The History of Aromatherapy
Humans have been using aromatic oils to treat various medical ailments for hundreds (perhaps thousands) of years. The use of “essential oils” to improve one’s psychological state likely began in China. Of course, they did not have that modern label. Literature suggests that the essential oils predominantly treated general pain, sleep disturbances, and, of course, anxiety and stress.
“Although essential oils have been used therapeutically for centuries, there is little published research on many of them. However, this is beginning to change as more scientific studies on essential oils are conducted around the world.” – The University of Minnesota
The ancient Greeks and Egyptians, too, contributed to the history of aromatherapy by inventing new aromas, along with simple devices for manufacturing essential oils from plants, flowers, and other natural sources. The Egyptians discovered a number of scents still in use today. In Greece, the “Father of Medicine,” Hippocrates, might have practiced what we now know as aromatherapy for self-healing.
The word “aromatherapy” was first used in 1937 by French chemist Rene-Maurine Gattefosse. Gattefosse suffered severe burns and was interested in the topical (“applied to the skin”) healing power of essential oils. After Gattefosse successfully healed his wounds using lavender oil, French surgeons began using essential oils to treat injured troops during World War II. Shortly after this period, the benefits of essential oils grew much more well known.
The popularity of aromatherapy is on the rise and is now one of the fastest growing complementary therapies in the world. Compared to modern medical treatments, aromatherapy and essential oil applications are inexpensive, relatively safe, and easily accessible. Couple these benefits with much research on the effectiveness of aromatherapy, and it appears that this alternative treatment will continue to gain acceptance – and a wide following.
In this article, we’ll talk about the research behind aromatherapy, and then discuss five essential oils that calm anxiety and reduce stress.
The Science of Essential Oils and Aromatherapy
“Research…on essential oils show positive effects for a variety of health concerns including infections, pain, anxiety, depression, tumors, premenstrual syndrome, nausea, and many others.” – The University of Minnesota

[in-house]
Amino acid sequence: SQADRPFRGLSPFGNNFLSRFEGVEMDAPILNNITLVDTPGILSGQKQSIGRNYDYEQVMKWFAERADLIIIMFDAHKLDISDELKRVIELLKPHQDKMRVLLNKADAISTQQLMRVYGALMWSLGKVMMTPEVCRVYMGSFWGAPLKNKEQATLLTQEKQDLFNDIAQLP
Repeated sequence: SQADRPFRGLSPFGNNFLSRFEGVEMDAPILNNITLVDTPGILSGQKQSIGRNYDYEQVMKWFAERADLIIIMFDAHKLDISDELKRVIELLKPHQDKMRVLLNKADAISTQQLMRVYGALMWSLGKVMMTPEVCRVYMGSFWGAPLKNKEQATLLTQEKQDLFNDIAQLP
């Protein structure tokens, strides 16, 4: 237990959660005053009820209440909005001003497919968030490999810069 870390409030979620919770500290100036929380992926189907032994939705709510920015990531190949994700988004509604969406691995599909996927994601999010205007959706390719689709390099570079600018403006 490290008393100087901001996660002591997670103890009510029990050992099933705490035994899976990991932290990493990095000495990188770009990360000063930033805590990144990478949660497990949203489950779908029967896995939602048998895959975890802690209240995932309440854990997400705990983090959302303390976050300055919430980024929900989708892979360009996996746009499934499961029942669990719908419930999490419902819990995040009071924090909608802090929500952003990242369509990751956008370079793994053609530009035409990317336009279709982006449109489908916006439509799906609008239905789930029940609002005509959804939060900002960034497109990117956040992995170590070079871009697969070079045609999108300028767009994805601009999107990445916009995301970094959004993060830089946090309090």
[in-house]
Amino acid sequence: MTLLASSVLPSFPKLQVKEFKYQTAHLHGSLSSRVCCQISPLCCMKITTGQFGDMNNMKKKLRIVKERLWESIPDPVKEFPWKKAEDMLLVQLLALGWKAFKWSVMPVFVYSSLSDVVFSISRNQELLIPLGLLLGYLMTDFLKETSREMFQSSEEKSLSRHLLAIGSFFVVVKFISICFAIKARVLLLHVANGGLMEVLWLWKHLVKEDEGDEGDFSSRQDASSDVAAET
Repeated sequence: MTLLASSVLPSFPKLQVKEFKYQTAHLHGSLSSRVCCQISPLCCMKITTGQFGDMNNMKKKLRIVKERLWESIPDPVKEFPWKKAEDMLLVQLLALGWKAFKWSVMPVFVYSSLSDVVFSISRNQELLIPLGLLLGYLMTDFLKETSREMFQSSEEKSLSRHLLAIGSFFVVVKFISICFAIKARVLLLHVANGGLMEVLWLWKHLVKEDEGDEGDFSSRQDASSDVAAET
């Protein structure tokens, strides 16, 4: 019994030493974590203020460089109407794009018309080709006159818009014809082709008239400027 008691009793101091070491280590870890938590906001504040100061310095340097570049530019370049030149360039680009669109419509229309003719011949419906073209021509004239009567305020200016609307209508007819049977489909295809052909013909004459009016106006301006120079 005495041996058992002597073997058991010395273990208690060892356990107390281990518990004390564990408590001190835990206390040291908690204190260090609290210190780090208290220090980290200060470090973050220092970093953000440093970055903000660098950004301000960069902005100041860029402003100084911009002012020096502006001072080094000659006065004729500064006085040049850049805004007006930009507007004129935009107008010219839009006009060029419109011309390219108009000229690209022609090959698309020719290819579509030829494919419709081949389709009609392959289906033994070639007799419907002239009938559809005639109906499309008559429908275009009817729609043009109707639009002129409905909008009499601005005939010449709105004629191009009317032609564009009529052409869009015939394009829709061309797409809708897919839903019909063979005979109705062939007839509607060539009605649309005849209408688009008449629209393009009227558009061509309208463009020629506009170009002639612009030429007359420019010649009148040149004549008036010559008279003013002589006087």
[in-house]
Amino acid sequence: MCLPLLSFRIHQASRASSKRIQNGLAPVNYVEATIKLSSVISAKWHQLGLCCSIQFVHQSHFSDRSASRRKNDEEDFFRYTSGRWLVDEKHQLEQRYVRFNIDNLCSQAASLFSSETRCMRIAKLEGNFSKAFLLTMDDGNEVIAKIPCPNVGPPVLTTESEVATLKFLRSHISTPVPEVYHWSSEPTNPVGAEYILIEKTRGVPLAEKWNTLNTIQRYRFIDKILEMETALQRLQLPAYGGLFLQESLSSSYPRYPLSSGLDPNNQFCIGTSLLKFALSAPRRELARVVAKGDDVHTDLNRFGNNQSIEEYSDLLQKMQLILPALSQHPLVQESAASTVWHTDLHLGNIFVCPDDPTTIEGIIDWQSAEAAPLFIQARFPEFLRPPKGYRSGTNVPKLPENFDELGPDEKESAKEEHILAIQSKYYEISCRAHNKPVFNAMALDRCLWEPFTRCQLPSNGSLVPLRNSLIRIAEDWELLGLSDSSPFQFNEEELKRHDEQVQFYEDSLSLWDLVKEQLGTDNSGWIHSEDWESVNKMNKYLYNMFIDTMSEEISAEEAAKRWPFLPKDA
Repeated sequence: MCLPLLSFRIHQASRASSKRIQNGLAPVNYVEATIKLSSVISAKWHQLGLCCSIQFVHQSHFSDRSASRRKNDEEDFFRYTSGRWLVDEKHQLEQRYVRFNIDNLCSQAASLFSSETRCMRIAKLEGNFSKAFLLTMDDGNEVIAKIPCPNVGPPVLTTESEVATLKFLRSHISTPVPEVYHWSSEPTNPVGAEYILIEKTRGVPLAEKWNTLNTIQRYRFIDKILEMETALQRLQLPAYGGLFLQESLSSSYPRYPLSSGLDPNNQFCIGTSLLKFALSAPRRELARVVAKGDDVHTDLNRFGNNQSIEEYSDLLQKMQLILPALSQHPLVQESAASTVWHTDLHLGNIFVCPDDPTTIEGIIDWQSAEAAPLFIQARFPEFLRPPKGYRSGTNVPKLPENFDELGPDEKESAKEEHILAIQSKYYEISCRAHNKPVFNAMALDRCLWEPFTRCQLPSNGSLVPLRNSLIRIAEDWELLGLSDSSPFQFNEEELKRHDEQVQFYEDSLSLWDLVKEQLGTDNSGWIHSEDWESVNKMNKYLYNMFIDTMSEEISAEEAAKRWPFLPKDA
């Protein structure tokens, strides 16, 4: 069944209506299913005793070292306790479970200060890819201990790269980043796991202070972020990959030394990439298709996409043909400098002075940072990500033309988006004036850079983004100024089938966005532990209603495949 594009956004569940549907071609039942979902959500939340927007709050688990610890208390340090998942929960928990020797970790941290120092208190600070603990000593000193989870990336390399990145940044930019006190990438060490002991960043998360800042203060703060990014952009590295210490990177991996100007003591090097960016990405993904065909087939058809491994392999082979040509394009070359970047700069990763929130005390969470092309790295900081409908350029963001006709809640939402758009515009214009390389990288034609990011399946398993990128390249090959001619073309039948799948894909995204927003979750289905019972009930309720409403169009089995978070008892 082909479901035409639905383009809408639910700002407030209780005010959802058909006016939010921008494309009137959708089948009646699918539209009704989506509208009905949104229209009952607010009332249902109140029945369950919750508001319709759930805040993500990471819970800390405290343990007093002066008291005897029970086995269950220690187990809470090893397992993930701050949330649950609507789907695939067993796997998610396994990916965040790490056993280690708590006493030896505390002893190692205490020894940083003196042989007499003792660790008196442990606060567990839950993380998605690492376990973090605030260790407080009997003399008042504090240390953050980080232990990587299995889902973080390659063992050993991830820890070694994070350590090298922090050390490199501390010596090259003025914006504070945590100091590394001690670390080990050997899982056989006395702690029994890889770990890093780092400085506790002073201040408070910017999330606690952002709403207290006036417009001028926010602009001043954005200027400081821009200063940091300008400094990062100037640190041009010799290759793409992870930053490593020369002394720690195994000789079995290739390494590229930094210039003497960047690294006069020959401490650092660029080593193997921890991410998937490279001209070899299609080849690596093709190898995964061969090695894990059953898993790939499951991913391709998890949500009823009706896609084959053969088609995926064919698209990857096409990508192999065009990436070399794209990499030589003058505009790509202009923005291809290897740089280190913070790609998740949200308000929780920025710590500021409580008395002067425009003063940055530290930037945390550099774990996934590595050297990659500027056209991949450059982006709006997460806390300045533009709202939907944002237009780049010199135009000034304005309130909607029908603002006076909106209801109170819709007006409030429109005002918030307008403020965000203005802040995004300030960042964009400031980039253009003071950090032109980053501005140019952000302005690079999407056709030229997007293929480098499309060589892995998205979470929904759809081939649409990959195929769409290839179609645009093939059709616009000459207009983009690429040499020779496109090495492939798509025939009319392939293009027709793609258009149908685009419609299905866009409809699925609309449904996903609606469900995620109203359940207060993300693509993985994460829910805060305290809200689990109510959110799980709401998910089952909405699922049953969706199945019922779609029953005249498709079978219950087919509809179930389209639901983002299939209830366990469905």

The U.S. – and some other Western countries – are quite skittish when it comes to “alternative” or “complementary” medicine. Much of this reluctance is attributable to the invasion of medicine by profit seekers, especially pharmaceutical companies. If it doesn’t come in the form of a pill in a brown bottle, we’re skeptical.
Nevermind that much (not all) of this skepticism is entirely baseless. In fact, you can find significant evidence – hundreds of peer-reviewed, double-blind studies published in prestigious medical journals – concluding that essential oils and aromatherapy do have certain medical benefits.
Here a few noteworthy studies:
– Per a study published in the journal Phytomedicine, researchers found that an oral lavender capsule, taken over a six-week period, reduced the symptoms of Generalized Anxiety Disorder (GAD) to a degree “comparable to a common benzodiazepine (lorazepam.)” Lorazepam, a potent but dangerous medicine, is one of the most commonly prescribed drugs for people with GAD and other anxiety conditions. (1)
– In a study published in the journal Letters in Applied Microbiology, researchers conclude that the natural topical essential oil called Polytoxinol – a mix of eucalyptus, tea tree, lemon, thyme, cloves, and alcohol – successfully prevents the buildup (called ‘biofilm’) of Staphylococcus aureus. Because it was researched and manufactured in Australia, some practitioners have taken to calling Polytoxinol “Australia’s gift to the world.” (2,3)